One of Us: Julie Morgan Brigman


Julie Morgan Brigman is Senior Advisor for Transworld Business Advisors – but many from the area may recognize her as the 15-year owner of Pet Emporium in South Beach Regional shopping center. Brigman, who lives on the Intracoastal Waterway with her husband, has worn many different hats during her career – but has always been her own boss. After a three-year stint in a corporate environment, Brigman decided she would never work for anyone else again.
“I found out pretty quickly that corporate life is not for me,” Brigman said. “I’m too entrepreneurial. I have to have my own business – have to do it my way. And now [other entrepreneurs] are the people that I try to help.”
At Transworld Business Advisors, Brigman works to match business sellers with appropriate buyers. Usually the transactions aren’t local and aren’t hands on, but recently Brigman took a personal interest in the sale of Littlebits resale store from a Nocatee family to a Jacksonville family. For more about Transworld, visit

Tell me about where you’re from and your time on the First Coast.
I’ve been in Jacksonville since 1964, but I was born in Idaho of all places. My dad worked for 3M Company and he was transferred here. My mom and I also owned the Pet Emporium in South Beach Regional for 15 years, one of four pet shops at the Beach. We sold that one in 2000. The broker that sold Pet Emporium hired me – he thought that I’d be a good business broker. And I’ve been doing it ever since.

What does a business broker do?
A business broker is kind of like a marriage counselor or dating service. We are an intermediary and we have to find the perfect buyer for the perfect seller. It’s different than buying a home – every buyer has different skills and abilities, while every business is completely different.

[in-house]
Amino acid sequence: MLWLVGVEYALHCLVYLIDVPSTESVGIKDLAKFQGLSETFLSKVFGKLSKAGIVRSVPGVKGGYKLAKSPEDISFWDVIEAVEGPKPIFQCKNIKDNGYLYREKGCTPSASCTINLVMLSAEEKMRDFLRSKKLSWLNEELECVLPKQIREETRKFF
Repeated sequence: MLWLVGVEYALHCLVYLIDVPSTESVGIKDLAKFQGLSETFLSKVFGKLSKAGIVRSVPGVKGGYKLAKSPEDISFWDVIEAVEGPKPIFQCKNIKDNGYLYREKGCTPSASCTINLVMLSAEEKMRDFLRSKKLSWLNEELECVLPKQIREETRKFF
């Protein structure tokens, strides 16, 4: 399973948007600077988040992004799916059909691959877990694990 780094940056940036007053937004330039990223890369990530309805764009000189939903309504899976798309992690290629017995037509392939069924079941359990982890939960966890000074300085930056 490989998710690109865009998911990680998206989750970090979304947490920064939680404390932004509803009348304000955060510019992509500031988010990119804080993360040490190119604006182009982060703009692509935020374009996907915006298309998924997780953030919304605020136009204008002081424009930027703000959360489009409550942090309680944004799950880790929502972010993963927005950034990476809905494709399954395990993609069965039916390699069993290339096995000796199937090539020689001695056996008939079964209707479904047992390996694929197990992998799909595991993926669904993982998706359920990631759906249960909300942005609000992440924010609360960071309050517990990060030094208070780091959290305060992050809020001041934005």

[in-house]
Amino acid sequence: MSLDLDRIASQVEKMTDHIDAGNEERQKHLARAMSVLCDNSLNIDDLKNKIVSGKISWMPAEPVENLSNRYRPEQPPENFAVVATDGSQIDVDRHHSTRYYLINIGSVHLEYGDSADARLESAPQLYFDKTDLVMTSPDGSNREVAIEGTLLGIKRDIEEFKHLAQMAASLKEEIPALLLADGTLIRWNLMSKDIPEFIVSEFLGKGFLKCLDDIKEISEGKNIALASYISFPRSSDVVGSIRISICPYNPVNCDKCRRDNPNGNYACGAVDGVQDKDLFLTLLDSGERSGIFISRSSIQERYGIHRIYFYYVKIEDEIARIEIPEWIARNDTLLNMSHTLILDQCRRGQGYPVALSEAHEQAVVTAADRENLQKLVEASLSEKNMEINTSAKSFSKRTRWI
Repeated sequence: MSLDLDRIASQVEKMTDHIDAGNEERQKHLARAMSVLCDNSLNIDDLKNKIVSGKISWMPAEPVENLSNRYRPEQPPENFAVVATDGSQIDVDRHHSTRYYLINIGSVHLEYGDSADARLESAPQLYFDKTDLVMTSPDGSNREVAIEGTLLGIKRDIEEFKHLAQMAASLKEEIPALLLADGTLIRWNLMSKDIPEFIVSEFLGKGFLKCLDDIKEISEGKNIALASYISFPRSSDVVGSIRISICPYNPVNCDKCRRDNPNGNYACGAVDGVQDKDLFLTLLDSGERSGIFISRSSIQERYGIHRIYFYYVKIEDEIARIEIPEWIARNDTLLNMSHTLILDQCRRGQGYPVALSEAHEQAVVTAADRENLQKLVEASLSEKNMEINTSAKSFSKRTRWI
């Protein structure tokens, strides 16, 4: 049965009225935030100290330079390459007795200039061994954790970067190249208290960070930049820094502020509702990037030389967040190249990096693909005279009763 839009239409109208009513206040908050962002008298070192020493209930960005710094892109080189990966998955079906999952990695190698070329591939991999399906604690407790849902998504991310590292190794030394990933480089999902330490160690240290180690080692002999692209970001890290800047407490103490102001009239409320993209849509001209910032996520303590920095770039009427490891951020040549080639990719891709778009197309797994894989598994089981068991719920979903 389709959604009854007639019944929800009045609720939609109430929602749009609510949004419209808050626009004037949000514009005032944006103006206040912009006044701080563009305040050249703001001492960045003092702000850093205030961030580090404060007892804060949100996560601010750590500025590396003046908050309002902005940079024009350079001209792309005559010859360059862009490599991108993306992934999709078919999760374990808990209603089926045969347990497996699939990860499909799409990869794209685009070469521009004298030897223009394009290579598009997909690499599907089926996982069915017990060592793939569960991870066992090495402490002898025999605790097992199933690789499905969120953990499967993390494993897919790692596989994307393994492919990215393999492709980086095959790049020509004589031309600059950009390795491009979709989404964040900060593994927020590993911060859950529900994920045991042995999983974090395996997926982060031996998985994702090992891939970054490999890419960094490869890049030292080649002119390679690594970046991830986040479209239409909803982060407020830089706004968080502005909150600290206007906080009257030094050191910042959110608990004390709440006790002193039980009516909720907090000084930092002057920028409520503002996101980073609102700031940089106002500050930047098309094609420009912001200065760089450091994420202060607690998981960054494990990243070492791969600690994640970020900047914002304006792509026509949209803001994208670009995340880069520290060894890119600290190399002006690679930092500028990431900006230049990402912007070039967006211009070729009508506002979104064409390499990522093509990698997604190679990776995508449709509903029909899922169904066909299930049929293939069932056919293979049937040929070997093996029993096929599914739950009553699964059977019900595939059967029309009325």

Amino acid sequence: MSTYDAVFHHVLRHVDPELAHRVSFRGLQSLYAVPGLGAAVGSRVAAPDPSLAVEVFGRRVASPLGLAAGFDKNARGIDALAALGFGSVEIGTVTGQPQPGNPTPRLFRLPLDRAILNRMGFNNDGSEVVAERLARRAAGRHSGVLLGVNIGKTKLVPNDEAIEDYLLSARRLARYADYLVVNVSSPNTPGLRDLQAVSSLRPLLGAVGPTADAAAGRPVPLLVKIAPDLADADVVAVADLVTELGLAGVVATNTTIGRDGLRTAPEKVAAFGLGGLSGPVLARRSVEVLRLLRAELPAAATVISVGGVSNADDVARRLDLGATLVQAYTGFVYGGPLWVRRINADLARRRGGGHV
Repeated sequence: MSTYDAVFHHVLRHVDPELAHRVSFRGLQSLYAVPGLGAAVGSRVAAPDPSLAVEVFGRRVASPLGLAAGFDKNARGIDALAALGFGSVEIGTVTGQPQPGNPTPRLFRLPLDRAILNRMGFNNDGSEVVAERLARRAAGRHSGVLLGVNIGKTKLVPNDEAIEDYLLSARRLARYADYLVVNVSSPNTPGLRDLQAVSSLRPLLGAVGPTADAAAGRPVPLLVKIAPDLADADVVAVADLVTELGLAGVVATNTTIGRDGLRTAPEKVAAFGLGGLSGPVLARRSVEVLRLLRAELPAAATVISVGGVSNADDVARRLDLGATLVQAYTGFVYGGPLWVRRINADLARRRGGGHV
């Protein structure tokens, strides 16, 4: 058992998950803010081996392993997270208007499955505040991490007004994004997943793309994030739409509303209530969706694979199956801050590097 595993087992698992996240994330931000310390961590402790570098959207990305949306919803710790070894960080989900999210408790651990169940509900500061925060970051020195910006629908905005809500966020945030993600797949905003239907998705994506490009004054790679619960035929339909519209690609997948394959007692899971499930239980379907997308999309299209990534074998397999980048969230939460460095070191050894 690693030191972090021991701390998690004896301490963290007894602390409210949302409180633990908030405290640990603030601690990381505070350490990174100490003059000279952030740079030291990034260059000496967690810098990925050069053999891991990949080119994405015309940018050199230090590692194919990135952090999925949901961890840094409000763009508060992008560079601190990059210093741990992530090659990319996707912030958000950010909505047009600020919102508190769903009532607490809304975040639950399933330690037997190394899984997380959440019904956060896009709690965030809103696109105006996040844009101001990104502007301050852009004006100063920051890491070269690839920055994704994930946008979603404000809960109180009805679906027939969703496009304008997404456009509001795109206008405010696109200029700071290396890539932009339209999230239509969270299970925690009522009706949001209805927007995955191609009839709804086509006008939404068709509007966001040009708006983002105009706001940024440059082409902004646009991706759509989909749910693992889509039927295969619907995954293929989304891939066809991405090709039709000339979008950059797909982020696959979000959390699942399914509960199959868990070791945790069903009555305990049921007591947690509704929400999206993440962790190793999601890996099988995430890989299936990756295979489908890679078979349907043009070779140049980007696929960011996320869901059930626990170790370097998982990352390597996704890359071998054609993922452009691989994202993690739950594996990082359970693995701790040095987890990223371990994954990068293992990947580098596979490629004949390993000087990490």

We have to make sure that they match. They have to like each other. They have to be interested in the same things. They have to hit it off for the sale to go smoothly.
Every day is different. We screen a lot – responding to potential buyers. Every morning I may have 20-30 buyer inquiries, and I have to send out confidentiality agreements because the businesses are all listed generically. Out of all the buyers that fill out the confidentiality agreements, maybe one or two percent are ready, willing and able to purchase a business.

What do you enjoy outside of work?
I enjoy my pets of course. My husband and I go boating, and because we live on the Intracoastal Waterway, it’s easy for us to do. I’m also a runner. But most of all I like to work! I love making new people entrepreneurs.

How did you originally get into the pet shop business?
I was in college and my dad died suddenly. My mom and I knew that we had to hit the ground running, financially. We just didn’t know what to do – but we had to do something, and we both loved animals. We opened the pet stores and we became very successful.

Your love for animals extends to horses, too?
I ride horses and work in a networking organization with horse lovers all over the United States to rescue horses. You’ll get a call and it will often be confidential, telling you that there’s a horse in trouble, not being fed or wandering somewhere. We get on the phone or on Facebook to gather everybody and make the rescue.
We try to work with the owner, and often we’ll place the horses. When we had the downturn in the economy, often owners just couldn’t feed their horses. We’d end up taking them to the rescue and then finding better homes for them – with the permission of the owner. We also have people all over the country that go to what they call “kill pens” and pick out horses they can save, that they eventually find homes for.